The Tyndall Effect is the phenomenon of the scattering of light by colloidal solutions and suspensions. It is responsible for our blue skies, the scattering of light in fog and many other fascinating events that we easily take for granted!
After beginning its 8-minute journey to reach the surface of our planet, sunlight goes through many physical spaces that change it in certain aspects. Aside from the run’s rays, the light generated and emitted by electronic instruments is also subjected to many changes in our atmosphere.
For instance, the color of the sky changes as light moves through the atmosphere. Driving on a cold blue winter night full of fog, people often use the fog lights present in their vehicles. These instruments release rays that illuminate the path ahead, regardless of the amount of fog present.
The mysteries of light mentioned above and many more can be unravelled by studying the simple concept of the Tyndall Effect. However, to understand this phenomenon, one should first be acquainted with the process of scattering light.
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What is the scattering of light?
The scattering of light implies distributing it in all directions. When a parallel beam of rays strikes a particle of appropriate size (smaller than its own wavelength), the particle absorbs the rays and emits (or releases) them in all the directions, except the direction by which the rays arrived; this entire phenomena is known as the scattering of light. The size of the particle, as mentioned earlier, is a key aspect of this phenomena, as particles of all sizes cannot scatter light of all wavelengths.
Light beams are nothing but electromagnetic waves (radiation). A ray of light has many properties that define its characteristics. Two of the most important of these are its frequency and wavelength. The size of light waves is measured as the wavelength, which is the distance between any two corresponding points on successive waves (we typically measure this as the distance between two continuous peaks or crests of a wave). The frequency of a beam, on the other hand, is the number of waves that pass a particular point in space every second.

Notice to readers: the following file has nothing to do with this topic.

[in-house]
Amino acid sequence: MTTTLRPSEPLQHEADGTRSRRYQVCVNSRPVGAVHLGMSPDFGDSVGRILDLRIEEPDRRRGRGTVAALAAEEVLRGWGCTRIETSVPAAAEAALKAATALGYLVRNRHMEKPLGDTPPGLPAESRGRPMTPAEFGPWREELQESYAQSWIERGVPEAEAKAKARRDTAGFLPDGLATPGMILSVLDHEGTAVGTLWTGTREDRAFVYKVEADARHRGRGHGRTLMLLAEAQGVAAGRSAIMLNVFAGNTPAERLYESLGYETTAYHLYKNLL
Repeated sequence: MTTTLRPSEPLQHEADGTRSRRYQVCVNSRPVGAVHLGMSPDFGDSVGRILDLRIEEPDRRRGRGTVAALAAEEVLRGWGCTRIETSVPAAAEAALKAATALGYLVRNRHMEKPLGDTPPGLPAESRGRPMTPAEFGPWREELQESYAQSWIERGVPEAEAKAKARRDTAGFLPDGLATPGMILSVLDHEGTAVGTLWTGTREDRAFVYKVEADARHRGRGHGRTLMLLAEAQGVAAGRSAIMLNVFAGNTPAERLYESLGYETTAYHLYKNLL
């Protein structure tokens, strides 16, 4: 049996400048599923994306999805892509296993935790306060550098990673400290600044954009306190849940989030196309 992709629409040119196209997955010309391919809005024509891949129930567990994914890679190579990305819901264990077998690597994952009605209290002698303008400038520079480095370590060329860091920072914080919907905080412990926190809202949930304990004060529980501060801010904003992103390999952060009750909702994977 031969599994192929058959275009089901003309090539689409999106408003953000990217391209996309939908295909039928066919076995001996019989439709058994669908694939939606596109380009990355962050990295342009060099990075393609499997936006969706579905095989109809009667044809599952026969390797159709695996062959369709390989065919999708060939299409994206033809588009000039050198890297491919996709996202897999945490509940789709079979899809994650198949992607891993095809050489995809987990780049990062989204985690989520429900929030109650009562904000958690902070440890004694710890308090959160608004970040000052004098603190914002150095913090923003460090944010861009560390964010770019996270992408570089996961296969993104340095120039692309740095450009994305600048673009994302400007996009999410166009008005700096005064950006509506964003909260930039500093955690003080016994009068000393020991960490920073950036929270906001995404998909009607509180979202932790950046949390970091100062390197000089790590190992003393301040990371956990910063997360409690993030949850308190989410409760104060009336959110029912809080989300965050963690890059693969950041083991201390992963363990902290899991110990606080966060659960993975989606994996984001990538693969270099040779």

What is the Tyndall Effect?
The Tyndall Effect is the phenomenon of the scattering of light by the particles present in a colloid or very fine suspension. To be classified as a colloidal solution, a material must have particles with dimensions (length, width, thickness) in the range of 1-1000 nanometers. Suspensions are heterogeneous mixtures composed of solid particles that do not dissolve in the liquid or gas present. The size of the particles can range from 10 to 1000 micrometers. The only difference betweena colloid and a suspension is the size of the particles.
Some common examples of colloids used in our everyday life are whipped cream, mayonnaise, butter, milk, gelatin and paper. Some examples of suspensions include salt water, sugar water, oil paints and muddy water.
The light emitted from a particle after the scattering occurs appears to be of different colors, depending on its wavelength. The reason behind this selective scattering is the relationship between the intensity of the light being scattered and its wavelength. The amount of light scattered is inversely proportional to the fourth power of its wavelength. This means that shorter wavelengths of light (such as violet or blue) are scattered far more than longer wavelengths (such as red or yellow).
The Tyndall Effect on a molecular level
When light strikes a molecule that is smaller than its wavelength, it’s absorbed by the particle. The electric fields of this ray temporarily polarize the molecule by pushing the electrons in one direction. This leads to the formation of a weak net electrical charge—positive on one side and negative on the other—which is known as a dipole moment. As light propagates inside the molecule, the direction of the dipole keeps changing, and as it re-interacts with the electric fields of the rays, the molecule emits them in all directions.
How does the Tyndall Effect lead to blue skies?
Our sky (the one closer to Earth’s surface and visible to us) is composed of gases like oxygen, nitrogen and carbon dioxide. The molecules of these gases have diameters that are smaller than the incident white radiations of the sun, which are composed of waves of different colors (wavelengths). As a result, when sunlight strikes these molecules, the shorter waves of violet and blue are scattered the most, giving our sky its signature bluish color. Given that the cells of our eyes are more susceptible to blue color over violet, the sky appears blue to us.
Similarly, during sunrise and sunset, light has to travel the longest to reach our eyes. In such a situation, blue light is completely scattered, leaving behind only waves of red and yellow. Thus, the sky appears orange or red during sunrise and sunset. In foggy weather, light rays strike the particles of fog (a colloidal solution) and are scattered, thus increasing visibility, even at night.
A Final Word
When John Tyndall discovered the phenomenon of scattering light from colloids, he probably didn’t think that it would lead to the foundation of a new branch of science—Spectroscopy. This area of study deals with detecting the properties of an unknown substance by analyzing the spectrum of light emitted by it.
Similarly, many small discoveries have led to the beginning of something much larger that has helped humanity’s quest for understanding this universe. In other words, our imagination should not be limited by the scale of an idea. Keep learning and keep thinking—these are two of our greatest gifts!